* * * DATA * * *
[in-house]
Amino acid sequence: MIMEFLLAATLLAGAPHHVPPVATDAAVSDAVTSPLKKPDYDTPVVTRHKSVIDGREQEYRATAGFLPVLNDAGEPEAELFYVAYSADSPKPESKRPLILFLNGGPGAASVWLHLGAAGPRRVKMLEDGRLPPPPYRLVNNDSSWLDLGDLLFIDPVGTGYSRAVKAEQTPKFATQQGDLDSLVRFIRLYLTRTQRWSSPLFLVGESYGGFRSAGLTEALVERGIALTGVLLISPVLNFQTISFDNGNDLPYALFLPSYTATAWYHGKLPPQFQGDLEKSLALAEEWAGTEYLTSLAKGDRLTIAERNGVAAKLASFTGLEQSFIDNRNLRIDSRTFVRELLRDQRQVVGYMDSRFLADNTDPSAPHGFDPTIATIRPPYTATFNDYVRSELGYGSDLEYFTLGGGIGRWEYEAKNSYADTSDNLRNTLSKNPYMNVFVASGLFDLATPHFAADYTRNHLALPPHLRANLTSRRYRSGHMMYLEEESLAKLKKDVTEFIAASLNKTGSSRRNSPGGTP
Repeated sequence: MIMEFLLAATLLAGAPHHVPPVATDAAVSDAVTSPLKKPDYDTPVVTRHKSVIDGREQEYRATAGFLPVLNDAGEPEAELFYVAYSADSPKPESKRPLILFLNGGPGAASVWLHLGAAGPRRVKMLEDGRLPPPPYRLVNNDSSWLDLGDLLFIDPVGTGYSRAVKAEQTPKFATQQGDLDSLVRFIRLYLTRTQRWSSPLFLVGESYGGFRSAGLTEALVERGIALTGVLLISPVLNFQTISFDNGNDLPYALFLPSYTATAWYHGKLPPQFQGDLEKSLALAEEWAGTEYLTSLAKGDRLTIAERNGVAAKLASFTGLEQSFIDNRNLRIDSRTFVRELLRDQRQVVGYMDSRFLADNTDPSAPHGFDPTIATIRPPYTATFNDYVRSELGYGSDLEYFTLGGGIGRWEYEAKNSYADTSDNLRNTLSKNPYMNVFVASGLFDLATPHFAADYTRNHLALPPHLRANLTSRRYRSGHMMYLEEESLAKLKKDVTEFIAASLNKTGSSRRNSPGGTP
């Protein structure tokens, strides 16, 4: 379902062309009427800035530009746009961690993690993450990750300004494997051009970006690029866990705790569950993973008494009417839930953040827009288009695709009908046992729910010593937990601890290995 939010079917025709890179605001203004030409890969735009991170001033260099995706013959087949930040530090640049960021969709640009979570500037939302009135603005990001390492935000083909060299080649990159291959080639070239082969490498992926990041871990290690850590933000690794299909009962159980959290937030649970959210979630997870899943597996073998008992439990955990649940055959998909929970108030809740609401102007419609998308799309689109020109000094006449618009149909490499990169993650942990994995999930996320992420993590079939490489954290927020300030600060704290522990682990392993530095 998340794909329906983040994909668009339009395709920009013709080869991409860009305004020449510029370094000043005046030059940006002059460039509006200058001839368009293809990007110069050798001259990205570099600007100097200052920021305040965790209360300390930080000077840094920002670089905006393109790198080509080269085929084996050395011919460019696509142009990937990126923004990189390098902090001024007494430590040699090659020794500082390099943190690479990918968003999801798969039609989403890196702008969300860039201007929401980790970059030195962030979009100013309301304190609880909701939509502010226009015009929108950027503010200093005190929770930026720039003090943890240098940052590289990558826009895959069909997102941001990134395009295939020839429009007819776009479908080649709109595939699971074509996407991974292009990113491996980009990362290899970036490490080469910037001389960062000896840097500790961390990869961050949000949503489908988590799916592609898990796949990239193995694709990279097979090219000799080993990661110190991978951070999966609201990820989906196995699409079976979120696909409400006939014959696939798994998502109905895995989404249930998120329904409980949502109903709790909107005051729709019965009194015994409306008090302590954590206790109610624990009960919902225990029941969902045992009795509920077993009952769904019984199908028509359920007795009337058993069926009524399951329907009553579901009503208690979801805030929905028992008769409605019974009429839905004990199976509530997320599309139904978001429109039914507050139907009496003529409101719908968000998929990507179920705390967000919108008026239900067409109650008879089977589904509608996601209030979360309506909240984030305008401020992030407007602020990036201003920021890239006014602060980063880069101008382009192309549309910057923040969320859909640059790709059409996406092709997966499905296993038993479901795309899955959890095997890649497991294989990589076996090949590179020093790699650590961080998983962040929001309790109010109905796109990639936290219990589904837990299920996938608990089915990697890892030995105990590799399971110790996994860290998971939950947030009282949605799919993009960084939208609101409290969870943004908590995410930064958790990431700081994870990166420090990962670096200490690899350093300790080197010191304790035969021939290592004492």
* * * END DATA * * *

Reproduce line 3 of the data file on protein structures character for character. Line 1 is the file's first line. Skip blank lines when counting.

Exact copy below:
Repeated sequence: MIMEFLLAATLLAGAPHHVPPVATDAAVSDAVTSPLKKPDYDTPVVTRHKSVIDGREQEYRATAGFLPVLNDAGEPEAELFYVAYSADSPKPESKRPLILFLNGGPGAASVWLHLGAAGPRRVKMLEDGRLPPPPYRLVNNDSSWLDLGDLLFIDPVGTGYSRAVKAEQTPKFATQQGDLDSLVRFIRLYLTRTQRWSSPLFLVGESYGGFRSAGLTEALVERGIALTGVLLISPVLNFQTISFDNGNDLPYALFLPSYTATAWYHGKLPPQFQGDLEKSLALAEEWAGTEYLTSLAKGDRLTIAERNGVAAKLASFTGLEQSFIDNRNLRIDSRTFVRELLRDQRQVVGYMDSRFLADNTDPSAPHGFDPTIATIRPPYTATFNDYVRSELGYGSDLEYFTLGGGIGRWEYEAKNSYADTSDNLRNTLSKNPYMNVFVASGLFDLATPHFAADYTRNHLALPPHLRANLTSRRYRSGHMMYLEEESLAKLKKDVTEFIAASLNKTGSSRRNSPGGTP